2) Highlight this Blood Red.

3) I then washed it with Baal Red and shaded the recesses directly with Devlan Mud.

4) Then I layered it up with a several thin coats of Blood Red in order to produce a vibrant red.

5) This was then highlighted with Blazing Orange followed by small edge highlights of Vomit Brown ( a nice yellowy-brown colour, pure yellow would be too bright) on only the most prominent raised areas and sharp corners. Be careful no to overdo it or the whole model will look too orange.

Now that I have the basic method sorted out to my satisfaction I have started work on the rest of the formation. Here is how they currently look:

Tomorrow I’m off to Grasmere for the week in order to do some work with Wordsworth’s manuscripts but when I get back I will try and get these finished.

Have a great week,

Andy.

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Despite the lack of updates this month I have not been totally idle. I have finished painting up the first of my Kult of Speed formations for my orks. These are really nice detailed models from the Epic 40k era and were a joy to paint. First of all the models were painted with Boltgun Metal followed by Washes of Badab Black and Devlan Mud. Over this I applied Mephiston Red to the armour plates and highlighted them using Blood Red followed by Sqig Orange. I then embellished the buggies with a bit of freehand in order to add some more visual interest to the models. This mainly took the form of dags, checks and yellow flame patterns.

Some close-ups:

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Blitz Brigade

It hasn’t just been the Evil Sunz that have been receiving attention this month. I also painted some Gun Wagonz for my Bad Moonz. So far I only have four finished but I plan on adding more along with some Oddboy characters and some flakwagonz.

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Social Networking

In other news, I am experimenting with social networking and Miniature Miscellany is now on Twitter. Hopefully this will allow me to keep you updated on what I’m doing when it doesn’t warrant a full blog post. You can follow me or contact me, should you so wish, @Mini_Miscellany on Twitter. The Twitter feed will also be visible on the Miniature Miscellany homepage.

All the best,

Andy.

Here are some flak gunz for my Bad Moonz. I wanted to include some AA fire but I didn’t particularly like the idea of including vehicles in an all infantry formation. Fortunately Forge World sells these mounted Flak Gunz for their Aeronautica Imperialis range which fulfill the role perfectly. In a game I will simply count them as Flak Wagonz.

Next I might take a break from painting all this yellow and work on a different clan.

Have a great weekend,

Andy.

I have finished my first submission for the ‘Tale of Epic Gamers’, Da Killin’ Moonz. Here are four stands of nobz which complete my Big Mob giving me my first legal formation for my ork army. Well, I say finished, I have left the banners black at this stage because I haven’t decided exactly what to do with them. I was planning on applying some decals but the decals I have are very old and will not come off the sheet. Have other people experienced this problem? I think I might buy some of the new Forge World ork decals to replace them. Does anyone know if any of the decals on the sheet are the correct size for Epic?

Anyway, here are the models:

I plan on adding some flak to this detachment but that will have to wait until next month now. I’ll post pics as soon as they are done.

All the best,

Andy.

 

Tale of Epic Gamers

“All right, listen up ‘oomies! We’ve had enough of this pointy-eared nonsense – da boyz are back in town.”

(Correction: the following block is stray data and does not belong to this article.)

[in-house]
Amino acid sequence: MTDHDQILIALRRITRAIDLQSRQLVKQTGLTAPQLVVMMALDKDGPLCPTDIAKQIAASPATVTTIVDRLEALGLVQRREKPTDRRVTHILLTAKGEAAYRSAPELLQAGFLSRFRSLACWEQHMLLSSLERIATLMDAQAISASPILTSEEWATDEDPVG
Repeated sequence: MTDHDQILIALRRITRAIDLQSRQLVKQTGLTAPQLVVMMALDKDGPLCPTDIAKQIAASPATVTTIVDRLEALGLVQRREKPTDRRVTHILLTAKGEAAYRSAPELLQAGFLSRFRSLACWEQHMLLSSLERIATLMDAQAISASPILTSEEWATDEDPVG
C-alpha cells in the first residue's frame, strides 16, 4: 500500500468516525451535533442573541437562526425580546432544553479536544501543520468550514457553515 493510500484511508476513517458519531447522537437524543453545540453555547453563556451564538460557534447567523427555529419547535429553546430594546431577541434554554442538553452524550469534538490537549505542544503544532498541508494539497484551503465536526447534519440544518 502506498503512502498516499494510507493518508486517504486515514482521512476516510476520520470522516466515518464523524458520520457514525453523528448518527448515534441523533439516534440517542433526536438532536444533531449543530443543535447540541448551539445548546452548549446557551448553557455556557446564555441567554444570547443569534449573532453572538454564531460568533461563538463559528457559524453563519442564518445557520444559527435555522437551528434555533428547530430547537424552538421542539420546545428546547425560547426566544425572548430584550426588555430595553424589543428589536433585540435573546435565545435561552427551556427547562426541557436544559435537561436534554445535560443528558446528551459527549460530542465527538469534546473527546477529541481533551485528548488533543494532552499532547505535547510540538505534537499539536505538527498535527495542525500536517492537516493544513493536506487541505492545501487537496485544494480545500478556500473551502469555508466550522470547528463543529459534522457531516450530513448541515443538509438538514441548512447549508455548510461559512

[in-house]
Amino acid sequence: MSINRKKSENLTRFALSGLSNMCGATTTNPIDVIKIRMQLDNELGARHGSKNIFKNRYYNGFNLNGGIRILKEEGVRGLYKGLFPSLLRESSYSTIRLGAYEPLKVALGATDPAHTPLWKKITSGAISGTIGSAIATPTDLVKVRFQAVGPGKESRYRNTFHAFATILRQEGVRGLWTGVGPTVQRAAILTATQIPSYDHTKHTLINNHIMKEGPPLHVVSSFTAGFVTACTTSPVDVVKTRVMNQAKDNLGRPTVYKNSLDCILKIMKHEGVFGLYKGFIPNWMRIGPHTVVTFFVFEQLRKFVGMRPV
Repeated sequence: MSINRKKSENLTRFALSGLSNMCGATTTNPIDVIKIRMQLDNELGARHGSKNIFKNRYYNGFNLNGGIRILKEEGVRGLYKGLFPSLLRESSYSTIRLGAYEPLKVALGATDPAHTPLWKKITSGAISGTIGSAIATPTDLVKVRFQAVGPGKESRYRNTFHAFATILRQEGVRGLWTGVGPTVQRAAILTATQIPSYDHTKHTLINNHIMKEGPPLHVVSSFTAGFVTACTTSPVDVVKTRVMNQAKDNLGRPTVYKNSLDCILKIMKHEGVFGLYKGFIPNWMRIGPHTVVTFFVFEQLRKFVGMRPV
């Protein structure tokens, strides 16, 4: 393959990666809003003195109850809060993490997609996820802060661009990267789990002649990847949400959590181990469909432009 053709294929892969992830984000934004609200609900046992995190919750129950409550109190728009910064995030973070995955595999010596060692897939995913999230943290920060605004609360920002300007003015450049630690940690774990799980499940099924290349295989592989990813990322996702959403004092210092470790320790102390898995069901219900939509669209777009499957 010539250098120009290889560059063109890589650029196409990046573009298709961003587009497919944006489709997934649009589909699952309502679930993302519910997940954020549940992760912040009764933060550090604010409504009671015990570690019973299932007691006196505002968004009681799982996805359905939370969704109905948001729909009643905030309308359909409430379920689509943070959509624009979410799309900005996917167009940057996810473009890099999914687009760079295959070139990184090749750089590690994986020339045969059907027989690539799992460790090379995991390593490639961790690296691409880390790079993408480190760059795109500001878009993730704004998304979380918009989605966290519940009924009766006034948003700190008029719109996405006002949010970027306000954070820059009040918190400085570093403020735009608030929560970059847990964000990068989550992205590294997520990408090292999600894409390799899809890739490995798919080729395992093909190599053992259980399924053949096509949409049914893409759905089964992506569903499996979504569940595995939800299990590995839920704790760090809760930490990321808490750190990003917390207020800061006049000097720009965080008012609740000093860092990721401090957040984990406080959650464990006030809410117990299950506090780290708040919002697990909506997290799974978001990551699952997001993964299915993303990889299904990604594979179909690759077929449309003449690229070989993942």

Ahem, sorry about the interruption. These guys are probably just being impatient due to the fact they have been sat on my desk for some time now while I’ve been putting the finishing touches to some of my Eldar. However, I though it was time to photo some of my orks. These are for my ‘Tale of Epic Gamers’ thread over on the Tactical Command forum. The  ‘Tale’ is a group painting project designed to inspire Epic players to get their armies painted by painting up 500 points blocks on a monthly basis. Hopefully painting up my army alongside some talented painters on the forum along with the challenge of monthly deadlines will help me stay motivated throughout this project and paint up a force.

First up is a ‘big mob’ or orks. Unlike the strict compositions of Eldar formations, ork formations come in three basic sizes ‘normal’, ‘big’ and ‘huge’. These take the basic formation (two nobz, six orks and four grots) and double or triple it in size. In addition to this you can add all manner of upgrades which can be added in virtually any combination.

Dreadnoughts

“Da dreads are dead killy in kombat. Dey look real flash wi’  der bright yella paint job, showin’ da uvver orkz who’s da richest!”

For this formation I have added some dreadnoughts in order to give the formation extra punch in assaults.They were painted using my usual technique for painting yellow. I think the bright colour works really well and certainly makes these models stand out on the table.

Da Boyz

“We orks are da tuffest fightas in da universe – don’t let dem beakies tell ya any different!”

Here are a few pics of the infantry stands just to get an idea of the variety of the ork models. These follow the same paint scheme as my test models. I am particularity pleased with how the Runt Herder came out. There are no rules for a lot of the ork characters which were released for Epic 40,000 but they add diversity to the regular stands (and ork armies should be nothing if not diverse). These were quite fun models to paint up and I think they look great all together.

I only have four stands of nobz to paint now and I will have my first legal formation for my ork army.

All the best,

Andy.

I have been working on some more Aspect Warriors. Here are my Howling Banshees and Fire Dragons. As with my other Aspect Warriors I painted them using their traditional Aspect colours in order to make them easily identifiable on the battlefield. I have also tried to work red into each of the colour schemes to tie them in with the rest of the force.